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Neurosci Lett. Author manuscript; available in PMC 2010 July 31.
Published in final edited form as:
PMCID: PMC2771225
NIHMSID: NIHMS114673

A role for a novel protein, nucleolin, in Parkinson’s disease

Abstract

Although much has been learned in the last few decades concerning the molecular mechanisms and pathways associated with the development of familial as well as sporadic Parkinson disease (PD), the precise mechanisms and specific proteins responsible for mediating these effects remain to be elucidated. Thus, the identification and biological evaluation of novel proteins involved in these pathways is critical to providing a more comprehensive understanding of PD pathogenesis. Previously, in a cellular model of PD, we identified nucleolin as a protein interacting with α-synuclein and DJ-1, two critical proteins involved in PD pathogenesis. In our current study, we found the expression levels of nucleolin were dramatically reduced in the substantia nigra pars compacta of human PD subjects, compared with controls. Furthermore, manipulation of nucleolin in an in vitro model of PD resulted in significant alterations in generation of oxidative stress as well as proteasomal inhibition following rotenone exposure. Interestingly, nucleolin expression did not influence mitochondrial complex I activity, suggesting a selective specificity for oxidative stress and proteasomal pathways.

Keywords: mitochondria, nucleolin, oxidative stress, Parkinson disease, proteasome, substantia nigra pars compacta

INTRODUCTION

The precise molecular mechanisms underlying development of Parkinson disease (PD) are largely unknown, complicating the initiation of a proper therapeutic intervention aimed at attenuating or abrogating the progression of the disease. To identify novel mechanisms involved in PD, we, as well as others, have focused on the proteins interacting with α-synuclein (SNCA), LRRK2, DJ-1, Pink-1, and Parkin whose mutations result in familiar PD [9]. To this end, we have applied a robust proteomics technique, SILAC (stable isotope labeling of amino acids in cell culture) to characterize novel proteins that interact with SNCA and DJ-1[16]. Of the proteins identified and confirmed in the initial analysis is nucleolin, a protein previously not known to be associated with PD pathogenesis.

The reasons for further analysis of nucleolin in the current study are several; including 1) although unreported in PD, levels of nucleolin appear to be altered in Alzheimer disease (AD), Down Syndrome (DS) and progressive supranuclear palsy (PSP) [6, 7, 13, 23]; 2) studies have demonstrated an involvement of nucleolin in the posttranscriptional regulation of amyloid precursor protein (APP) mRNA, a key protein associated with AD pathogenesis [27-29]; and 3) nucleolin, a protein observed within the nucleus, cytoplasm, as well as on the plasma membrane [6, 12, 16], appears to be involved in several aspects of cellular homeostasis, including cell proliferation, ribosomal biogenesis, signal transduction, chaperone/shuttling of cellular components, and apoptosis [4, 5, 8, 11, 12, 22].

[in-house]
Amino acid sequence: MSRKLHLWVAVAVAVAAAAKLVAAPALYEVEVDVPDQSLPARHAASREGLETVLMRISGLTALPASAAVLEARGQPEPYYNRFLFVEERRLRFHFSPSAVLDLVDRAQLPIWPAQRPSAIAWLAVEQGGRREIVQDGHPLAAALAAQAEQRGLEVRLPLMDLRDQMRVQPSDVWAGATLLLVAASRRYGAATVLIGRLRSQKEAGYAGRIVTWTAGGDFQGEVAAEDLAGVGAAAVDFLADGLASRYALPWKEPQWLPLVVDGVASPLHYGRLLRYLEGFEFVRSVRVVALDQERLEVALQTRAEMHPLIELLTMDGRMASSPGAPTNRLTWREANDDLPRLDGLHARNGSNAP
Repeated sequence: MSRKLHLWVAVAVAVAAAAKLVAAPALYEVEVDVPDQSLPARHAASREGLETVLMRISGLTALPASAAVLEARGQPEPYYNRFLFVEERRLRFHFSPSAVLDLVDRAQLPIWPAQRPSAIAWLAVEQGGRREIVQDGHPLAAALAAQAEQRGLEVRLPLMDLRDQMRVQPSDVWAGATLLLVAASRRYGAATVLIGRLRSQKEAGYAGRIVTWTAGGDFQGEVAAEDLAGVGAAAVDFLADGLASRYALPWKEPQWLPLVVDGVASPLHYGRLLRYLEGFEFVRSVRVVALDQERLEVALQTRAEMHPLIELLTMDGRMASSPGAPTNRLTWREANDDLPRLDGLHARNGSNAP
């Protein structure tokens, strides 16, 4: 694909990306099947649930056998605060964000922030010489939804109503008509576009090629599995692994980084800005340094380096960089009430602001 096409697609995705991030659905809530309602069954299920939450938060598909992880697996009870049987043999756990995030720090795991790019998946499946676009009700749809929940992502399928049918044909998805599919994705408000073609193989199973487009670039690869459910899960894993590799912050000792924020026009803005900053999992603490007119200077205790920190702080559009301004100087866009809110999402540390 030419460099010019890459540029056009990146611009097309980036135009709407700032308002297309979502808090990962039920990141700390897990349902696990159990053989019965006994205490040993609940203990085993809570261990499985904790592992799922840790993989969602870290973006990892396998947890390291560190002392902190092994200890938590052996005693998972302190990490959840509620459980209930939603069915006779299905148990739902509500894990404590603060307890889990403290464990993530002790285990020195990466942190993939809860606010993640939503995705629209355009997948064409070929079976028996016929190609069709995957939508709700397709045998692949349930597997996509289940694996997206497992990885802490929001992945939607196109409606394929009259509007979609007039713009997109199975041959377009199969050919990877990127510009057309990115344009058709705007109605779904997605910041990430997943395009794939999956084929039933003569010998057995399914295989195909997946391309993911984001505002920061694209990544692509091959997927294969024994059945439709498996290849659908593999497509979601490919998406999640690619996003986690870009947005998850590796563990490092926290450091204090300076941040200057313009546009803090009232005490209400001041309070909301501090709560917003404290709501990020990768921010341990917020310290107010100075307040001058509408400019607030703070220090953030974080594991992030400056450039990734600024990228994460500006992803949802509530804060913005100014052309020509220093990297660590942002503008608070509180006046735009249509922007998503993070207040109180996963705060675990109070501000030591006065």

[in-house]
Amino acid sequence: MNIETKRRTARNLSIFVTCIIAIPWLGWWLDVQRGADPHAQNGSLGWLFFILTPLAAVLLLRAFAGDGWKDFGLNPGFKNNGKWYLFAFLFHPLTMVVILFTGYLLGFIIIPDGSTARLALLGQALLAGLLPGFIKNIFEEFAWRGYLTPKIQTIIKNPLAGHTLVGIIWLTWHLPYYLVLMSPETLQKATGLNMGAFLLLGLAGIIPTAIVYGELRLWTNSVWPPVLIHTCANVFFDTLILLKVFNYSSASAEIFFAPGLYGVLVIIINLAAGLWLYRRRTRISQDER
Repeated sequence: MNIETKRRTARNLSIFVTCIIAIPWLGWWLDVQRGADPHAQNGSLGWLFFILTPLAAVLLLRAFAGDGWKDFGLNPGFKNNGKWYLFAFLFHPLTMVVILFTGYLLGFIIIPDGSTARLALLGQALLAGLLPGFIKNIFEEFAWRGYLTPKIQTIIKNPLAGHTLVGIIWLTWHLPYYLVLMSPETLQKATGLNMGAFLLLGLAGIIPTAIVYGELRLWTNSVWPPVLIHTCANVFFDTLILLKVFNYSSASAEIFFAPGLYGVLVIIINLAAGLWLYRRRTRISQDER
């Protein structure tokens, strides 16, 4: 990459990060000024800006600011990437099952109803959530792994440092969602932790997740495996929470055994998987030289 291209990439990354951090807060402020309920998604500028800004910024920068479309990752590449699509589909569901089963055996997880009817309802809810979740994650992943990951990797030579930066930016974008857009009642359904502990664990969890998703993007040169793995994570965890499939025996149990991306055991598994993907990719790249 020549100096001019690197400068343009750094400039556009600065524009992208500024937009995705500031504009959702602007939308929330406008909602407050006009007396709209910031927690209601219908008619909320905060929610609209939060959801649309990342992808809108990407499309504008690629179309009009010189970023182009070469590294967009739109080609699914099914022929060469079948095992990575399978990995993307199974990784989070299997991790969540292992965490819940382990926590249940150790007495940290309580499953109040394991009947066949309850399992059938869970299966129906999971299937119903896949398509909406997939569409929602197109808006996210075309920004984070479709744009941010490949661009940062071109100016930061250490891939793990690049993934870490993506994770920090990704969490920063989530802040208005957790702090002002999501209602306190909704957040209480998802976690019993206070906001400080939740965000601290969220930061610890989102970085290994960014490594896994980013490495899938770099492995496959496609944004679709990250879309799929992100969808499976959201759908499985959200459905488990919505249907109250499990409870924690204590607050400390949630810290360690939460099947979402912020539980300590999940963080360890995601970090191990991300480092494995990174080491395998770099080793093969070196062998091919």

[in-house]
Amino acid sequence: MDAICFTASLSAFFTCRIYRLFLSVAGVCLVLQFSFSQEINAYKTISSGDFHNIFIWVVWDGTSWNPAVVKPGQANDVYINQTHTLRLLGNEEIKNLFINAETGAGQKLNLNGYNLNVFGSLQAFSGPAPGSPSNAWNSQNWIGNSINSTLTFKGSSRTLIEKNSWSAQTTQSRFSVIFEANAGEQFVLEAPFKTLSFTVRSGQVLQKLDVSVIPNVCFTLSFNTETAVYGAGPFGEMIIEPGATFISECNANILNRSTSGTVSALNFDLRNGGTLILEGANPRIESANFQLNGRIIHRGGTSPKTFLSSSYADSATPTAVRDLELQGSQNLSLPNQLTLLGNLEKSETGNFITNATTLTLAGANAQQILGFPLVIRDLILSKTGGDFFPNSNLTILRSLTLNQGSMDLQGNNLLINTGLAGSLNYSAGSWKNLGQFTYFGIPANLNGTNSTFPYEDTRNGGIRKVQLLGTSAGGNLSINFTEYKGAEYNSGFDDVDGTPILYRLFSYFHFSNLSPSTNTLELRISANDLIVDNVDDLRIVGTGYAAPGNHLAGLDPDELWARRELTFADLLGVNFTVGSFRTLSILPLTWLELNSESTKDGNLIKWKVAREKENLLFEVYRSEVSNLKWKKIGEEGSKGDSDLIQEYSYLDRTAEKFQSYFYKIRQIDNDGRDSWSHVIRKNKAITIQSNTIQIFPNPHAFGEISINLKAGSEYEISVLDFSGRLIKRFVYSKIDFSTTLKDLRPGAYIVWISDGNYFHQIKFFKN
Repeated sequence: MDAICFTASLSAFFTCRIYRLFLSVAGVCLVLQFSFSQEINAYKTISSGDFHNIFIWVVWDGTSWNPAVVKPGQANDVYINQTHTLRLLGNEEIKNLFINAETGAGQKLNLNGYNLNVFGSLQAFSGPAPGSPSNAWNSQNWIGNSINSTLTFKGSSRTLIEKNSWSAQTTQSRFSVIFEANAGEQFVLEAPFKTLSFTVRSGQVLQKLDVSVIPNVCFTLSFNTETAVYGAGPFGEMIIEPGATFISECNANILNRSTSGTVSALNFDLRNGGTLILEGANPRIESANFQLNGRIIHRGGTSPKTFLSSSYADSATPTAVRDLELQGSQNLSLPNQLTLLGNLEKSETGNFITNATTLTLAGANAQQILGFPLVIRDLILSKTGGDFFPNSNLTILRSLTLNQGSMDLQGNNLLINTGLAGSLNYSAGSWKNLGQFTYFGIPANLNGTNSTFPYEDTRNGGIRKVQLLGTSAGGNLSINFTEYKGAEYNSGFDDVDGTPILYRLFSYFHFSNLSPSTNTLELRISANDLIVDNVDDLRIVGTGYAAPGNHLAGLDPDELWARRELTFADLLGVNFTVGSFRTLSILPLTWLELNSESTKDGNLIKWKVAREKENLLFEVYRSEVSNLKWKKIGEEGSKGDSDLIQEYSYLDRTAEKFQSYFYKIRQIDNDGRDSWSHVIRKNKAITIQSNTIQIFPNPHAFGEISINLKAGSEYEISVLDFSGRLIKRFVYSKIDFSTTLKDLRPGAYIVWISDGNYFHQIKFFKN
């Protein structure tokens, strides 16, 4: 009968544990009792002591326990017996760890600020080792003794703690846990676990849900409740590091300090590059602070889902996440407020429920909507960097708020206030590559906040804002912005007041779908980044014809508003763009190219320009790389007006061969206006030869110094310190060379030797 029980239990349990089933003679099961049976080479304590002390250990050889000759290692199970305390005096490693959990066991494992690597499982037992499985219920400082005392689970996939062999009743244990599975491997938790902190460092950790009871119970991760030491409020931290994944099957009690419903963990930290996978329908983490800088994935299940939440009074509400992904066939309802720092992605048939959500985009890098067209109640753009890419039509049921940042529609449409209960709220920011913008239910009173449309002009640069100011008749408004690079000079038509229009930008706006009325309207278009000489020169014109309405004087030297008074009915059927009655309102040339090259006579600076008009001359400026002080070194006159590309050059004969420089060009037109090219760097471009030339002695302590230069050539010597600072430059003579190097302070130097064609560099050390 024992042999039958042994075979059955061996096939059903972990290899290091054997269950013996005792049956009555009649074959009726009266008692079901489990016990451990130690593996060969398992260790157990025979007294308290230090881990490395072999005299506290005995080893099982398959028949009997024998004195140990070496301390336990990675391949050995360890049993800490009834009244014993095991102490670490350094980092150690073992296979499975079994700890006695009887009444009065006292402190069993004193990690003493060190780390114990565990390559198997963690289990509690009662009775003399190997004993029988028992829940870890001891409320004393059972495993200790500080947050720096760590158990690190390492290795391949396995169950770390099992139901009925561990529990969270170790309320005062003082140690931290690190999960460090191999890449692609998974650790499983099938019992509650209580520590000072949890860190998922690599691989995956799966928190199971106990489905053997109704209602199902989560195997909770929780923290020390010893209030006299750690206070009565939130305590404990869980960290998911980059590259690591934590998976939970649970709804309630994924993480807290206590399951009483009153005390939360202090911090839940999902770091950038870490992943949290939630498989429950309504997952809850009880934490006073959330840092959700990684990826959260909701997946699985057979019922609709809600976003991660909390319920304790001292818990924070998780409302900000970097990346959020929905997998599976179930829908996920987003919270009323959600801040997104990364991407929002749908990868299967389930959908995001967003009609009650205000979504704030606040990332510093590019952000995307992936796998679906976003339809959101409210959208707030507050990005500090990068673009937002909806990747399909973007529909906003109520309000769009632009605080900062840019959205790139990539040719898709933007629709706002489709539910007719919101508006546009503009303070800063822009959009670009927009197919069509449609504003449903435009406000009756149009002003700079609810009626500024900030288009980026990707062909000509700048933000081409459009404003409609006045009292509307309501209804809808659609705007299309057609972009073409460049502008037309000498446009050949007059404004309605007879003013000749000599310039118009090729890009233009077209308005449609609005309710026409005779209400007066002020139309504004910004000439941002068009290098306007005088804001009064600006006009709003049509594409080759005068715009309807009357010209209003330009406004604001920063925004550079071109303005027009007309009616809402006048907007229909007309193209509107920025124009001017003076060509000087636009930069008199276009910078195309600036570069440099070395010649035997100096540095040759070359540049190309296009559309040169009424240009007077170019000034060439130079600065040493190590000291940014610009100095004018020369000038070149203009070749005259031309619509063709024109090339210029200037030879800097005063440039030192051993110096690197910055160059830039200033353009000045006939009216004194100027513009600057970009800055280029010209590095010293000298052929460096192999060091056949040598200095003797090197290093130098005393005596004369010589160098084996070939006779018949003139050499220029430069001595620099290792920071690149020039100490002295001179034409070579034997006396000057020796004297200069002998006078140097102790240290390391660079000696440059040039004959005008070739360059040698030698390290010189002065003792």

Here, we have, for the first time, demonstrated a reduction in nucleolin protein expression in the substantia nigra pars compact (SNpc) of PD brains. Furthermore, manipulation of nucleolin levels in a cellular model of PD demonstrated an altered sensitivity to the neurotoxic effects of rotenone. These results suggest a potential role for nucleolin in PD pathogenesis.

MATERIALS AND METHODS

Human brain samples and fractionation of SNpc

Substantia nigra pars compacta tissue was obtained from ten pathologically verified PD and ten healthy control subjects from Duke University, University of California at Los Angeles, University of Michigan, and University of Washington. All subjects were age, gender, and post mortem interval (PMI<12hr) matched and their use was approved by The Human Subjects Division at each of the universities. The neuropathological diagnosis of PD and normal controls was based on established criteria that are routinely used in our laboratory [21, 31]. The SNpc was dissected from control and PD patients; an equal amount of tissue from each subject was pooled into two samples (i.e. control and PD SNpc) followed by isolation of cytosolic-, nuclear-and mitochondrial-enriched fraction using a method previously described [15]. Individual samples saved before pooling were analyzed again after demonstration of significant changes between PD and controls. Briefly, nigral tissues (about 100 mg) were suspended in 1 mL sucrose buffer containing 20 mM HEPES (pH 7.5), 320 mM sucrose, 1 mM PMSF, protease inhibitor cocktail (Sigma, St. Louis, MO) and phosphatase inhibitors (0.2 mM Na3VO3 and 1 mM NaF). The suspension was homogenized with 10 strokes using a glass Potter homogenizer, and then centrifuged at 800×g for 10 min at 4°C to sediment crude nuclei and supernatant. The supernatant was further centrifuged at 10,000×g for 15 min to obtain the supernatant as the cytosolic-enriched fraction. Protein concentrations were determined by BCA assay prior to performing further analysis.

Western blotting of nucleolin